Another vision of leadership recognizes those who mentor and develop people, acknowledging their responsibility to create the next generation of leaders, According to the Catalyst study “Women ‘Take Care,’ Men ‘Take Charge:’ Stereotyping of U.S. Business Leaders Exposed,” women are associated (whether in stereotype or fact) with feminine, less-essential, skills such as supporting, rewarding, team-building, and consulting; whereas men are associated with more “masculine” skills such as problem solving, influencing upward, and delegating. (ExecutiveDiversity.com, 2020) Many U.S. company’s reward bands, how they reward employees with raises, bonuses, or other recognition, favor the “male-associated” skills that are also characteristic of the “decisive leader.” Studies, however, show that Emotional Intelligence, often thought of as a “less-essential” skill, is exactly what is needed for the most effective leaders. (Korn Ferry, 2016)
The cultural shift in the U.S. toward mentoring as a key component of leadership has grown along with the commitment to diversity, equity, and inclusion in the workplace. Companies are now creating programs to groom people of color and women, who have historically been excluded from leadership, as a long-term business success strategy. While certainly not exclusive to women nor universally presented by all women, women’s style of mentorship is often through listening, encouraging, and giving positive feedback. This is more than opening doors and creating a protégé in one’s own vision. It is acknowledging that people do things differently. Cultivating that difference can bring new ideas and innovation into an organization.
A Blending of Leadership Styles is Key
In classic anthropological language, leadership can operate in different forms. And most forms have pros and cons. Organizations run exclusively with decisive leadership can eventually fail (as history teaches) when people won’t accept the rule of autocracy. On the opposite end of the spectrum, under the chiefdom model of the Kuna of Panama, the chief does not have any authority to impose his ideas on society. He must have consensus. While this breeds harmony and cohesion, it can take more time to move the whole forward. Mentoring is a practice that needs to transcend all styles.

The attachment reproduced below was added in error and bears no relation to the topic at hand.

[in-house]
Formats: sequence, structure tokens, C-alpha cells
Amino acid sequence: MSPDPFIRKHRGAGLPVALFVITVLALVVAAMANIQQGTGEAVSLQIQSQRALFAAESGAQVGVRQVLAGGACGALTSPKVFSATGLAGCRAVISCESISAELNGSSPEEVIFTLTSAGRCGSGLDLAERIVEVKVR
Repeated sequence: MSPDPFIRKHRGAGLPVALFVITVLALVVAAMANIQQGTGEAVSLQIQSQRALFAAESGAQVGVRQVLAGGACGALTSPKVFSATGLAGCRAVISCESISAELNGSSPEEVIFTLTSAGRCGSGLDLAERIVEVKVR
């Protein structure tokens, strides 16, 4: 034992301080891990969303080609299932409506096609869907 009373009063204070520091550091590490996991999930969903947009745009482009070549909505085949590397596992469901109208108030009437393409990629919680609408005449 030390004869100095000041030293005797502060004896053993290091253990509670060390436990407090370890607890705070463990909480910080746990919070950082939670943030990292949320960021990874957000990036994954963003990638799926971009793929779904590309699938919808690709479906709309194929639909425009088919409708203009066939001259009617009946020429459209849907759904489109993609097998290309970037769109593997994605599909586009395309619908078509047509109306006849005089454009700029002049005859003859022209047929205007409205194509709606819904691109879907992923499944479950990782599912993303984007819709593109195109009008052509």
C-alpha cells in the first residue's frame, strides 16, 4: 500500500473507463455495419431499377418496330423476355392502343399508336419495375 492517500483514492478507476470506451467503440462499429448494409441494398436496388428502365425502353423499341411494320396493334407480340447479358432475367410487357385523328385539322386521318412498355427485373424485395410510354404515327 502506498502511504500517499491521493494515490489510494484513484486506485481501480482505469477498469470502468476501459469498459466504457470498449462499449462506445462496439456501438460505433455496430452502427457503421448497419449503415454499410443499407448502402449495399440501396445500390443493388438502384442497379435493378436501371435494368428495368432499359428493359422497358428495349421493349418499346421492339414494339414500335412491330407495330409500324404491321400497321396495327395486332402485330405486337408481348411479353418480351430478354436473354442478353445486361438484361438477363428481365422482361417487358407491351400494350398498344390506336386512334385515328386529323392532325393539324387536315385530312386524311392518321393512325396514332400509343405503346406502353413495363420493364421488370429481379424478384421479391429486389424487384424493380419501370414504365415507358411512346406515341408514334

Leaders striving to drive innovation and change must conscientiously include elements of all these leadership styles and tactics in their portfolio of leadership skills if they want to succeed.
Howe, James. A People Who Would Not Kneel: Panama, the United States, and the San Blas Kuna (Smithsonian Series in Ethnographic Inquiry). 1998.
Wali, A. Kilowatts and Crisis: Hydroelectric Power and Social Dislocation in Eastern Panama. Boulder CO: Westview Press. Development, Conflict and Social Change Series. 1989.
About the Authors
Dr. Alaka Wali (she/her) is a curator of North American Anthropology in the Science and Education Division of The Field Museum. She was the founding director of the Center for Cultural Understanding and Change from 1995- 2010. She currently curates the sizeable North American collection which includes a contemporary urban collection. She also works closely with colleagues in the Science Action Center. Learn more at fieldmuseum.org.
Deanna Shoss (she/her) is a marketer, writer and interculturalist in Chicago. As CEO of Intercultural Talk, Inc., she provides digital, intercultural, and real-life marketing for non-digital natives. She helps people who seek strategy and tactics to build their business or realize a purpose-driven project with websites, blogging, enewsletters, social media and promotions in real life. Deanna speaks Portuguese and is a certified Body Pump instructor. Learn more at interculturaltalk.com or follow her on Twitter, @cultureguru